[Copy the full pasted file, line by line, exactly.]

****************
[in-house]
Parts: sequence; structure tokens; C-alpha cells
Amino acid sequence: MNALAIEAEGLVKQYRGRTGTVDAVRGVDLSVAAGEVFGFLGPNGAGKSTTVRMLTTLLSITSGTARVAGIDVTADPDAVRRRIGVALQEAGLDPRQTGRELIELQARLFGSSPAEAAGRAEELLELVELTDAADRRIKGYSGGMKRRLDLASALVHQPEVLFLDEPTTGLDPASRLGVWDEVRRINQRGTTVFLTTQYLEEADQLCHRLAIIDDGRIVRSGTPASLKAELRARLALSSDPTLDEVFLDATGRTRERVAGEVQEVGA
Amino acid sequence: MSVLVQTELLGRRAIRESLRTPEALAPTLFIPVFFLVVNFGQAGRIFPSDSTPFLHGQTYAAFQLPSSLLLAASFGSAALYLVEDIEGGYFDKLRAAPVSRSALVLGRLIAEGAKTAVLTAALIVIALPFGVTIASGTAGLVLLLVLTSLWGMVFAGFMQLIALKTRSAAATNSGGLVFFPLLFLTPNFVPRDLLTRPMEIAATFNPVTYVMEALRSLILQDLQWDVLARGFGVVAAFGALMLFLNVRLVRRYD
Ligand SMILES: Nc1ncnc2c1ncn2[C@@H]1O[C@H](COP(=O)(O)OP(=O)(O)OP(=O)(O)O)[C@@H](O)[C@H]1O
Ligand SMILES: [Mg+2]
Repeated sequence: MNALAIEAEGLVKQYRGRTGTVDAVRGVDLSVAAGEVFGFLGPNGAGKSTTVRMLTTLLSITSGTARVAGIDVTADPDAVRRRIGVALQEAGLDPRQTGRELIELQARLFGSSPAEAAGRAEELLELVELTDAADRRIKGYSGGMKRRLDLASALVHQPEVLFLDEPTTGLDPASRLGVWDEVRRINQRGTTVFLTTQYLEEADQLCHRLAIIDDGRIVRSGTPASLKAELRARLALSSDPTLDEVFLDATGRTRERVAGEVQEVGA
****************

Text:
[in-house]
Parts: sequence; structure tokens; C-alpha cells
Amino acid sequence: MNALAIEAEGLVKQYRGRTGTVDAVRGVDLSVAAGEVFGFLGPNGAGKSTTVRMLTTLLSITSGTARVAGIDVTADPDAVRRRIGVALQEAGLDPRQTGRELIELQARLFGSSPAEAAGRAEELLELVELTDAADRRIKGYSGGMKRRLDLASALVHQPEVLFLDEPTTGLDPASRLGVWDEVRRINQRGTTVFLTTQYLEEADQLCHRLAIIDDGRIVRSGTPASLKAELRARLALSSDPTLDEVFLDATGRTRERVAGEVQEVGA
Amino acid sequence: MSVLVQTELLGRRAIRESLRTPEALAPTLFIPVFFLVVNFGQAGRIFPSDSTPFLHGQTYAAFQLPSSLLLAASFGSAALYLVEDIEGGYFDKLRAAPVSRSALVLGRLIAEGAKTAVLTAALIVIALPFGVTIASGTAGLVLLLVLTSLWGMVFAGFMQLIALKTRSAAATNSGGLVFFPLLFLTPNFVPRDLLTRPMEIAATFNPVTYVMEALRSLILQDLQWDVLARGFGVVAAFGALMLFLNVRLVRRYD
Ligand SMILES: Nc1ncnc2c1ncn2[C@@H]1O[C@H](COP(=O)(O)OP(=O)(O)OP(=O)(O)O)[C@@H](O)[C@H]1O
Ligand SMILES: [Mg+2]
Repeated sequence: MNALAIEAEGLVKQYRGRTGTVDAVRGVDLSVAAGEVFGFLGPNGAGKSTTVRMLTTLLSITSGTARVAGIDVTADPDAVRRRIGVALQEAGLDPRQTGRELIELQARLFGSSPAEAAGRAEELLELVELTDAADRRIKGYSGGMKRRLDLASALVHQPEVLFLDEPTTGLDPASRLGVWDEVRRINQRGTTVFLTTQYLEEADQLCHRLAIIDDGRIVRSGTPASLKAELRARLALSSDPTLDEVFLDATGRTRERVAGEVQEVGA